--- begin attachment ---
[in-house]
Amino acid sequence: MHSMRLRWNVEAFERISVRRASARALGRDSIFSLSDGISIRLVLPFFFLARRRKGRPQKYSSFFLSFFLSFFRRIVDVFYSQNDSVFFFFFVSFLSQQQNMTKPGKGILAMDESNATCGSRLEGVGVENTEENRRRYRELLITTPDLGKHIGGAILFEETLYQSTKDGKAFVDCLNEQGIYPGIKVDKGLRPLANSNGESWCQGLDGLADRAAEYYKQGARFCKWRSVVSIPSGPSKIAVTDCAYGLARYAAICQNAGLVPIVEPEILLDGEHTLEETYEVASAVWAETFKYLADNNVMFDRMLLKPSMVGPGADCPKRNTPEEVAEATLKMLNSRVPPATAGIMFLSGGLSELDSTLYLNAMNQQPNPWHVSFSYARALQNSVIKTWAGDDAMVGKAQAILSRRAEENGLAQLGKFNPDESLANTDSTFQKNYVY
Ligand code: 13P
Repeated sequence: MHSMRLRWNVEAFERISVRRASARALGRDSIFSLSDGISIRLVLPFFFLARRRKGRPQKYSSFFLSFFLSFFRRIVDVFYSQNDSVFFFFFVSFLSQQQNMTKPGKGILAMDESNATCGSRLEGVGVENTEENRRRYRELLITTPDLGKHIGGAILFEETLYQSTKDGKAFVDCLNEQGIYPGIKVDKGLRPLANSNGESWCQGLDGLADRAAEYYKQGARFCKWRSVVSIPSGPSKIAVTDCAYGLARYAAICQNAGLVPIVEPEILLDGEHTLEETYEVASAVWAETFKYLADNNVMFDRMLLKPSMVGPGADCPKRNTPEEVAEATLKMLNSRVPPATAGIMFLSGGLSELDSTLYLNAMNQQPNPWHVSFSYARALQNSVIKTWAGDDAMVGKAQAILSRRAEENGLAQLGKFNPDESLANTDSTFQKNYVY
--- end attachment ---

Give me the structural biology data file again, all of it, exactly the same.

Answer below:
[in-house]
Amino acid sequence: MHSMRLRWNVEAFERISVRRASARALGRDSIFSLSDGISIRLVLPFFFLARRRKGRPQKYSSFFLSFFLSFFRRIVDVFYSQNDSVFFFFFVSFLSQQQNMTKPGKGILAMDESNATCGSRLEGVGVENTEENRRRYRELLITTPDLGKHIGGAILFEETLYQSTKDGKAFVDCLNEQGIYPGIKVDKGLRPLANSNGESWCQGLDGLADRAAEYYKQGARFCKWRSVVSIPSGPSKIAVTDCAYGLARYAAICQNAGLVPIVEPEILLDGEHTLEETYEVASAVWAETFKYLADNNVMFDRMLLKPSMVGPGADCPKRNTPEEVAEATLKMLNSRVPPATAGIMFLSGGLSELDSTLYLNAMNQQPNPWHVSFSYARALQNSVIKTWAGDDAMVGKAQAILSRRAEENGLAQLGKFNPDESLANTDSTFQKNYVY
Ligand code: 13P
Repeated sequence: MHSMRLRWNVEAFERISVRRASARALGRDSIFSLSDGISIRLVLPFFFLARRRKGRPQKYSSFFLSFFLSFFRRIVDVFYSQNDSVFFFFFVSFLSQQQNMTKPGKGILAMDESNATCGSRLEGVGVENTEENRRRYRELLITTPDLGKHIGGAILFEETLYQSTKDGKAFVDCLNEQGIYPGIKVDKGLRPLANSNGESWCQGLDGLADRAAEYYKQGARFCKWRSVVSIPSGPSKIAVTDCAYGLARYAAICQNAGLVPIVEPEILLDGEHTLEETYEVASAVWAETFKYLADNNVMFDRMLLKPSMVGPGADCPKRNTPEEVAEATLKMLNSRVPPATAGIMFLSGGLSELDSTLYLNAMNQQPNPWHVSFSYARALQNSVIKTWAGDDAMVGKAQAILSRRAEENGLAQLGKFNPDESLANTDSTFQKNYVY